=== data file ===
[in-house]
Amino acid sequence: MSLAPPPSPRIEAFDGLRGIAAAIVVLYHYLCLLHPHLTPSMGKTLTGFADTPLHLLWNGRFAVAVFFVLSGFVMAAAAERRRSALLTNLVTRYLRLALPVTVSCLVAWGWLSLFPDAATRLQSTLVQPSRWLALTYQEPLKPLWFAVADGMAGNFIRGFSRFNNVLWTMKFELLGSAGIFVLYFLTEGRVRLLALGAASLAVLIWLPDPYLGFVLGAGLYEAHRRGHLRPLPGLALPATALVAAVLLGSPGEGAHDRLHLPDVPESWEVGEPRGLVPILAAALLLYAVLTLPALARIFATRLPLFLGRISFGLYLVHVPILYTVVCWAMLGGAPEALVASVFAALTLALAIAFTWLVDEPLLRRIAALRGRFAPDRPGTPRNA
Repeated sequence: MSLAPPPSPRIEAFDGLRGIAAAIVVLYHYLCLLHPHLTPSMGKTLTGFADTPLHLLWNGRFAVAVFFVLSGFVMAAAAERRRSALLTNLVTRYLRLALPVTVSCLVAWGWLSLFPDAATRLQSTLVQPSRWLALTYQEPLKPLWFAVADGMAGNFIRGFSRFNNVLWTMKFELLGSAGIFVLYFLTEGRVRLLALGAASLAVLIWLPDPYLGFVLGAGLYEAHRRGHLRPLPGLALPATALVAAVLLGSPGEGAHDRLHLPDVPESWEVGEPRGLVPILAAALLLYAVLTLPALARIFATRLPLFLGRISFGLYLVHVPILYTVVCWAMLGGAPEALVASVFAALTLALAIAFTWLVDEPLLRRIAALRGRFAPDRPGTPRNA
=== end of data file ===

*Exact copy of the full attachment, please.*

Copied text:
[in-house]
Amino acid sequence: MSLAPPPSPRIEAFDGLRGIAAAIVVLYHYLCLLHPHLTPSMGKTLTGFADTPLHLLWNGRFAVAVFFVLSGFVMAAAAERRRSALLTNLVTRYLRLALPVTVSCLVAWGWLSLFPDAATRLQSTLVQPSRWLALTYQEPLKPLWFAVADGMAGNFIRGFSRFNNVLWTMKFELLGSAGIFVLYFLTEGRVRLLALGAASLAVLIWLPDPYLGFVLGAGLYEAHRRGHLRPLPGLALPATALVAAVLLGSPGEGAHDRLHLPDVPESWEVGEPRGLVPILAAALLLYAVLTLPALARIFATRLPLFLGRISFGLYLVHVPILYTVVCWAMLGGAPEALVASVFAALTLALAIAFTWLVDEPLLRRIAALRGRFAPDRPGTPRNA
Repeated sequence: MSLAPPPSPRIEAFDGLRGIAAAIVVLYHYLCLLHPHLTPSMGKTLTGFADTPLHLLWNGRFAVAVFFVLSGFVMAAAAERRRSALLTNLVTRYLRLALPVTVSCLVAWGWLSLFPDAATRLQSTLVQPSRWLALTYQEPLKPLWFAVADGMAGNFIRGFSRFNNVLWTMKFELLGSAGIFVLYFLTEGRVRLLALGAASLAVLIWLPDPYLGFVLGAGLYEAHRRGHLRPLPGLALPATALVAAVLLGSPGEGAHDRLHLPDVPESWEVGEPRGLVPILAAALLLYAVLTLPALARIFATRLPLFLGRISFGLYLVHVPILYTVVCWAMLGGAPEALVASVFAALTLALAIAFTWLVDEPLLRRIAALRGRFAPDRPGTPRNA